Technology -- cell phones, computers and social networking and gaming sites are second nature to today's teens. Barnesville High School students learned about the dangers of technology at a Wednesday, April 27 assembly by Sip (Sexual Predator Internet Initiative).

BHS Principal Jeff Crosier said the assembly was originally planned for November. He told students to listen to "what you can and can't do with the technology everyone in this room uses."

Bethesda Police Chief Tim Zdanski began by asking for a show of hands of those students who were 18. He told those students to pay special attention to the legal ramifications of sexting (sending sexually suggestive or explicit photos via cell-phone texts and e-mail) and cyberbullying.

"The Internet has changed law enforcement and the way we do our job 100 percent," Zdanski said.

Zdanski said the first issue Sip addressed after its formation in 2007 by the Bethesda Police Department was identity theft. The second was cyberbullying, the third was sexual predators and the fourth was sexting.

Zdanski said Barnesville resident Angie Willis, MSW, LISW was added to the task force for crisis intervention to council victims of those crimes. He said her involvement completes Sip's "full-circle approach" -- helping the victims as well as catching the criminals.

He said cyberbullying has required law enforcement officials to partner with local school districts because harassment that begins online, "comes to a head at school and sporting events."

Willis said cyberbullying was just one form of bullying, including verbal, social and physical, and is often the most savage.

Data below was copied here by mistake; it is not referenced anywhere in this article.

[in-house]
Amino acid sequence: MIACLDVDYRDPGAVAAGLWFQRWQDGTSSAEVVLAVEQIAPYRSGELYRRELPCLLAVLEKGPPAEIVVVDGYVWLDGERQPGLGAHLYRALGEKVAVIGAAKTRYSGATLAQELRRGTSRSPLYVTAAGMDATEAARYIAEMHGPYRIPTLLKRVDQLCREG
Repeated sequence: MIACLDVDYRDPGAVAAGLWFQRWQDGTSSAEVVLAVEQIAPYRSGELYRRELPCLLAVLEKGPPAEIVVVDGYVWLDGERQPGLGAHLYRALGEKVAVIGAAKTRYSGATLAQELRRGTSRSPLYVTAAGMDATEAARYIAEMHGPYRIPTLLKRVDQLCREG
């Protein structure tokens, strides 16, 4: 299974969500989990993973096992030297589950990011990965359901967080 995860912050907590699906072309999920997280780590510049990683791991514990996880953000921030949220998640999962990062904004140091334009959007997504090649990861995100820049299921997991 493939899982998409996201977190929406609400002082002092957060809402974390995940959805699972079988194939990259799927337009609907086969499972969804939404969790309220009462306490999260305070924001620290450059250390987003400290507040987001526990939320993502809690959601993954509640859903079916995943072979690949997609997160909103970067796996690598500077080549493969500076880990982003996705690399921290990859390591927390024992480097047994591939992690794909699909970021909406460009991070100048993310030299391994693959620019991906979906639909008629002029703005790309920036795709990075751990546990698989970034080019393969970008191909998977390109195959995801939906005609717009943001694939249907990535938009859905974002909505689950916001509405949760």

"We have learned that cyberbullying can be very, very viscous because people are more willing to write things they would not say in person," said Willis who deals with the emotional effects related to cyberbullying bullying. She said those who bully are just as vulnerable as those they target. She described the symptoms of victims of bullying and asked students to be aware of those symptoms in themselves and others.

Students were shown an ABC News segment about a Mentor, Ohio high school where four students committed suicide attributed to bullying.

Despite anti-bullying laws in 45 states, the problem is growing in schools across the country. The ABC News segment claimed that an estimated 160,000 American students stay home from school each day to avoid bullying. In 2006, the Ohio General Assembly passed House Bill 276, which prohibited bullying, expanded training for educators and required school districts to report all bullying incidents.

In an effort to curb the tide of bullying, the American Civil Liberties Union of Ohio sent a letter to school superintendents around the state last week, urging them to adopt proactive bullying prevention plans. The ACLU's letter encourages schools to implement: policies on how to address bullying when reported, education programs to prevent bullying and comprehensive training for staff on how to handle bullying when it arises.

Zdanski spoke to students about sexual predators as well.

"Soon after we founded Sip, we realized we had bitten off more than we could handle alone," he said.

The task force now spans three counties and has many partnering law enforcement and other agencies. The Sip Task Force has been sanctioned by the Ohio Internet Crimes Against Children (ICAC) Task Force. To date, Sip Task Force members include the Bethesda Police Department, Martins Ferry Police Department, Belmont County Prosecutor's Office, Angie Willis, Barnesville Police Department, Belmont County Sheriff's Department, Bellaire Police Department, St. Clairsville Police Department, Belmont County Job and Family Services/Sexual Abuse Unit, Noble County Sheriff, Noble County Prosecutor's Office, Monroe County Sheriff, Powhatan Point Police Department and Pastor Ashley Barker.

Ironically, Sip also has Facebook and My Space pages. Zdanski said those who "friend" Sip on Facebook can post a logo on their page. The purpose of that logo is to help ward off Internet sexual predators.

He said investigations of those predators are primarily done through social and gaming sites. Zdanski said it is estimated that one out of every 33 children using those sites have received "aggressive invitations to meet a stranger."

Sip began peer-to-peer investigations in 2008. In a peer-to-peer scenario, predators and deviants exchange explicit files with each other using file sharing sites for music and software.

Zdanski said Ohio ranks number five in the creation, distribution and sale of child pornography, generating $94 billion.